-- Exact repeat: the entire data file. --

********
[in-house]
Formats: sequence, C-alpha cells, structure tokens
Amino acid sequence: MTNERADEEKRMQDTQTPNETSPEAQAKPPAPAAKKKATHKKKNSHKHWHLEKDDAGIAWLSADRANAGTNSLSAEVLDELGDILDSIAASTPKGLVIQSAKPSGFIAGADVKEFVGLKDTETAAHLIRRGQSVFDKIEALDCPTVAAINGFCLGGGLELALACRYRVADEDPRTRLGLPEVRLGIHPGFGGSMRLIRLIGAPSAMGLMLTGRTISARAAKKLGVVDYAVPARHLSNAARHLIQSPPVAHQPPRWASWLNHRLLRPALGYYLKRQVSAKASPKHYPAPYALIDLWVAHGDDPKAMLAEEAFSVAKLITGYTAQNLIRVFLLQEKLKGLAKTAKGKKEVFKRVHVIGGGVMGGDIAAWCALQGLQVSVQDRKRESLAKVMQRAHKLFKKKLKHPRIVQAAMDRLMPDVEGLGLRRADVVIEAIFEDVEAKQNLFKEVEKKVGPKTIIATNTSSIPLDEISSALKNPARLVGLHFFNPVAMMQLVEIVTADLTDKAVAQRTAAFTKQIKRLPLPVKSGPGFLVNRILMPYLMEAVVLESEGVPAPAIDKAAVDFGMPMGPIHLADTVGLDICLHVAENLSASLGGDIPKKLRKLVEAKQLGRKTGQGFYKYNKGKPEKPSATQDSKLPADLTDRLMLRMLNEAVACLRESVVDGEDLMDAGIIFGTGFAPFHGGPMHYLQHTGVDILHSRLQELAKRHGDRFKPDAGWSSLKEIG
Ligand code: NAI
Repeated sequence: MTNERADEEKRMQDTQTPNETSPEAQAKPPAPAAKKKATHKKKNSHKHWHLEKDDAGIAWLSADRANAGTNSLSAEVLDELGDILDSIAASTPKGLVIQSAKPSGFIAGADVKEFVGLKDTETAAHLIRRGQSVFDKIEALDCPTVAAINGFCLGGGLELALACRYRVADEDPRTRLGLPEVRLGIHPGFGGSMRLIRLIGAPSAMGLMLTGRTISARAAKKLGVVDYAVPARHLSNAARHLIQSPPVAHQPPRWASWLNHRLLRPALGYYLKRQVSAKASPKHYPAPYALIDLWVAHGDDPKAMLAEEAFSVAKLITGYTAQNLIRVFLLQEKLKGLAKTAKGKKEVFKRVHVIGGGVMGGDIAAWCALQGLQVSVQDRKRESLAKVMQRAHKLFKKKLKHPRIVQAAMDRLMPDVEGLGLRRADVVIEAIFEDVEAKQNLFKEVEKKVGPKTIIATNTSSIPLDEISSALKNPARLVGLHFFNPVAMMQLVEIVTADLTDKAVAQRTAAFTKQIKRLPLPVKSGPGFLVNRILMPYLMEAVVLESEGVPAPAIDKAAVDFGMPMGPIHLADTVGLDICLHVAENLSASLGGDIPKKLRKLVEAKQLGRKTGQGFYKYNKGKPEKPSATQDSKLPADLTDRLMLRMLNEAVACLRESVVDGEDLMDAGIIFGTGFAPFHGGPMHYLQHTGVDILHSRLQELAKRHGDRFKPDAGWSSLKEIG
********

[in-house]
Formats: sequence, C-alpha cells, structure tokens
Amino acid sequence: MTNERADEEKRMQDTQTPNETSPEAQAKPPAPAAKKKATHKKKNSHKHWHLEKDDAGIAWLSADRANAGTNSLSAEVLDELGDILDSIAASTPKGLVIQSAKPSGFIAGADVKEFVGLKDTETAAHLIRRGQSVFDKIEALDCPTVAAINGFCLGGGLELALACRYRVADEDPRTRLGLPEVRLGIHPGFGGSMRLIRLIGAPSAMGLMLTGRTISARAAKKLGVVDYAVPARHLSNAARHLIQSPPVAHQPPRWASWLNHRLLRPALGYYLKRQVSAKASPKHYPAPYALIDLWVAHGDDPKAMLAEEAFSVAKLITGYTAQNLIRVFLLQEKLKGLAKTAKGKKEVFKRVHVIGGGVMGGDIAAWCALQGLQVSVQDRKRESLAKVMQRAHKLFKKKLKHPRIVQAAMDRLMPDVEGLGLRRADVVIEAIFEDVEAKQNLFKEVEKKVGPKTIIATNTSSIPLDEISSALKNPARLVGLHFFNPVAMMQLVEIVTADLTDKAVAQRTAAFTKQIKRLPLPVKSGPGFLVNRILMPYLMEAVVLESEGVPAPAIDKAAVDFGMPMGPIHLADTVGLDICLHVAENLSASLGGDIPKKLRKLVEAKQLGRKTGQGFYKYNKGKPEKPSATQDSKLPADLTDRLMLRMLNEAVACLRESVVDGEDLMDAGIIFGTGFAPFHGGPMHYLQHTGVDILHSRLQELAKRHGDRFKPDAGWSSLKEIG
Ligand code: NAI
Repeated sequence: MTNERADEEKRMQDTQTPNETSPEAQAKPPAPAAKKKATHKKKNSHKHWHLEKDDAGIAWLSADRANAGTNSLSAEVLDELGDILDSIAASTPKGLVIQSAKPSGFIAGADVKEFVGLKDTETAAHLIRRGQSVFDKIEALDCPTVAAINGFCLGGGLELALACRYRVADEDPRTRLGLPEVRLGIHPGFGGSMRLIRLIGAPSAMGLMLTGRTISARAAKKLGVVDYAVPARHLSNAARHLIQSPPVAHQPPRWASWLNHRLLRPALGYYLKRQVSAKASPKHYPAPYALIDLWVAHGDDPKAMLAEEAFSVAKLITGYTAQNLIRVFLLQEKLKGLAKTAKGKKEVFKRVHVIGGGVMGGDIAAWCALQGLQVSVQDRKRESLAKVMQRAHKLFKKKLKHPRIVQAAMDRLMPDVEGLGLRRADVVIEAIFEDVEAKQNLFKEVEKKVGPKTIIATNTSSIPLDEISSALKNPARLVGLHFFNPVAMMQLVEIVTADLTDKAVAQRTAAFTKQIKRLPLPVKSGPGFLVNRILMPYLMEAVVLESEGVPAPAIDKAAVDFGMPMGPIHLADTVGLDICLHVAENLSASLGGDIPKKLRKLVEAKQLGRKTGQGFYKYNKGKPEKPSATQDSKLPADLTDRLMLRMLNEAVACLRESVVDGEDLMDAGIIFGTGFAPFHGGPMHYLQHTGVDILHSRLQELAKRHGDRFKPDAGWSSLKEIG